By Mutsa Murenje
I have no iota of doubt that most of my readers have, by now, gone through Emmerson Mnangagwa’s OP-ED (read lies) published by The New York Times on March 11, 2018. This treatise is a direct response to the lies by Mnangagwa who is masquerading as the president of the Republic of Zimbabwe following his illegal and unconstitutional rise to power.
For the avoidance of doubt, Zimbabwe never held elections in November 2017 and events that led to dictator Robert Mugabe’s resignation had nothing to do with “freedom, progress and a new way of doing things.” The military did not support the so-called popular, peaceful revolution.
It’s in the public domain that the military junta initiated Mugabe’s ouster to secure its narrow interests and indeed, its ill-gotten wealth at the expense of the people of Zimbabwe.
Mnangagwa wrote in his article: “There are voices both at home and abroad who have sought to convince the world that nothing has changed in Zimbabwe. I refute those unfair and unfounded claims and commit that we are bringing about a new era of transparency, openness and commitment to the rule of law.” I believe I am one of those voices abroad that are seeking to convince the world that indeed nothing has changed in Zimbabwe. Hear me for my cause dear reader.
Three years have passed since our non-violent change agent, human rights activist and journalist Itai Dzamara disappeared. His wife and children still haven’t heard from him. His family and those of us who were his comrades still expect answers from the authorities.
There are other opposition activists i.e. Patrick Nabanyama who disappeared on account of ZANU PF brutality and violent politics. Many were murdered in cold blood since the infamous Gukurahundi massacres of the early-mid 1980s and during the bloody and violent polls of 2000, 2002 and 2008.
The very coup that Mnangagwa wants the world to believe was peaceful had its own casualties, innocent citizens who were brutally murdered for his benefit and that of his military friends. The destroyed property is there for all to see and those who died are known.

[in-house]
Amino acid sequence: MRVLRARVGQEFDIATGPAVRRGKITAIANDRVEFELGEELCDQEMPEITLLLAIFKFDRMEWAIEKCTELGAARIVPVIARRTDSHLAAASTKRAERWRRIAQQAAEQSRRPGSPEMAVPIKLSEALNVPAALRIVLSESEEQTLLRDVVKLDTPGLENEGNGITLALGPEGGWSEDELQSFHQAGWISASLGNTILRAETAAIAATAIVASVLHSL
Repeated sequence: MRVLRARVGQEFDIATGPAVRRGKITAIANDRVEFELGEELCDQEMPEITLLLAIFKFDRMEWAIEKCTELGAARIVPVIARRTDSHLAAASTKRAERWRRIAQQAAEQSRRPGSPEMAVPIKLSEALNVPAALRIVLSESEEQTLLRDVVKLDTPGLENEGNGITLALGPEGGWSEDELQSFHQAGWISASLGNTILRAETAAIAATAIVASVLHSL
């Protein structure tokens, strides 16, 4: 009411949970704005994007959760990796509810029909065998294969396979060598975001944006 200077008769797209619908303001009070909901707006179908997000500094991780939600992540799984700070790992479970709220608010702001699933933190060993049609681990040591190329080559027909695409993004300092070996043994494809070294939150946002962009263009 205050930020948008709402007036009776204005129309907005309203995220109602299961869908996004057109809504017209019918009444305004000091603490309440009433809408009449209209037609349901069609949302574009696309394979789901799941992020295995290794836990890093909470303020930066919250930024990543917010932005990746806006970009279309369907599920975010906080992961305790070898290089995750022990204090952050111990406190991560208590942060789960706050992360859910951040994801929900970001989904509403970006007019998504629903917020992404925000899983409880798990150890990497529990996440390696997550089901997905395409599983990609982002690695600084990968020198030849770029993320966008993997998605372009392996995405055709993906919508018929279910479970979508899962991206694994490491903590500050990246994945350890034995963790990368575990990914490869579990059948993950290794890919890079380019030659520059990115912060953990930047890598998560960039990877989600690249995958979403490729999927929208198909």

The military has usurped the powers of the police and Mnangagwa’s enemies are tortured in army barracks. Nobody has taken and is taking responsibility for these atrocities committed against our people. Is this the change that Mnangagwa is preaching?
I would expect members of the diplomatic community to take these accusations seriously instead of hurrying to bed an administration whose legitimacy is hollow. As a young Zimbabwean wholly committed to the creation of a free, justice and democratic Zimbabwe, I refuse to recognise Mnangagwa as my leader and I further refuse to be part of the kind of society that he represents.
That Mnangagwa wants the world to believe that things have changed just because he is in power illegally and unconstitutionally is our undeserved insult. We can only move forward as a country if these past injustices and atrocities have been addressed.
Any suggestion that seeks to ignore these injustices will be tantamount to taking a shortcut to the instauration of democratic values and good governance principles in our polity.
Such a move is bound to fail no matter how hard one tries to appeal to the international sphere. These are matters that need to be wholly addressed internally before we can even think of Zimbabwe being open for business, whatever that means.